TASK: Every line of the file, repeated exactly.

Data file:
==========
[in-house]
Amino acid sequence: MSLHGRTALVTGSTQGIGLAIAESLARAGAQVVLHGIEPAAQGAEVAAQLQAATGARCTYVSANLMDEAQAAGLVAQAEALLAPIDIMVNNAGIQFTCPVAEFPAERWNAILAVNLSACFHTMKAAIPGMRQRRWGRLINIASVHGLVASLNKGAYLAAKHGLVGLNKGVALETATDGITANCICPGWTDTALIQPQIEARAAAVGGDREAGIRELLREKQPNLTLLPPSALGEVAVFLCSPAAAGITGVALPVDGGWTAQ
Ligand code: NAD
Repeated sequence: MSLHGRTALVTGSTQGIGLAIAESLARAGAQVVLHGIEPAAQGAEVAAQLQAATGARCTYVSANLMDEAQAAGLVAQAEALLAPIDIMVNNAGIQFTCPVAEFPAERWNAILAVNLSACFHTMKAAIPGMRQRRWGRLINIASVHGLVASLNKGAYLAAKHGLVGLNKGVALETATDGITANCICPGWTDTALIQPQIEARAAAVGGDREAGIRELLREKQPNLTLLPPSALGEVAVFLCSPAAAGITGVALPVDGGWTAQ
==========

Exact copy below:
[in-house]
Amino acid sequence: MSLHGRTALVTGSTQGIGLAIAESLARAGAQVVLHGIEPAAQGAEVAAQLQAATGARCTYVSANLMDEAQAAGLVAQAEALLAPIDIMVNNAGIQFTCPVAEFPAERWNAILAVNLSACFHTMKAAIPGMRQRRWGRLINIASVHGLVASLNKGAYLAAKHGLVGLNKGVALETATDGITANCICPGWTDTALIQPQIEARAAAVGGDREAGIRELLREKQPNLTLLPPSALGEVAVFLCSPAAAGITGVALPVDGGWTAQ
Ligand code: NAD
Repeated sequence: MSLHGRTALVTGSTQGIGLAIAESLARAGAQVVLHGIEPAAQGAEVAAQLQAATGARCTYVSANLMDEAQAAGLVAQAEALLAPIDIMVNNAGIQFTCPVAEFPAERWNAILAVNLSACFHTMKAAIPGMRQRRWGRLINIASVHGLVASLNKGAYLAAKHGLVGLNKGVALETATDGITANCICPGWTDTALIQPQIEARAAAVGGDREAGIRELLREKQPNLTLLPPSALGEVAVFLCSPAAAGITGVALPVDGGWTAQ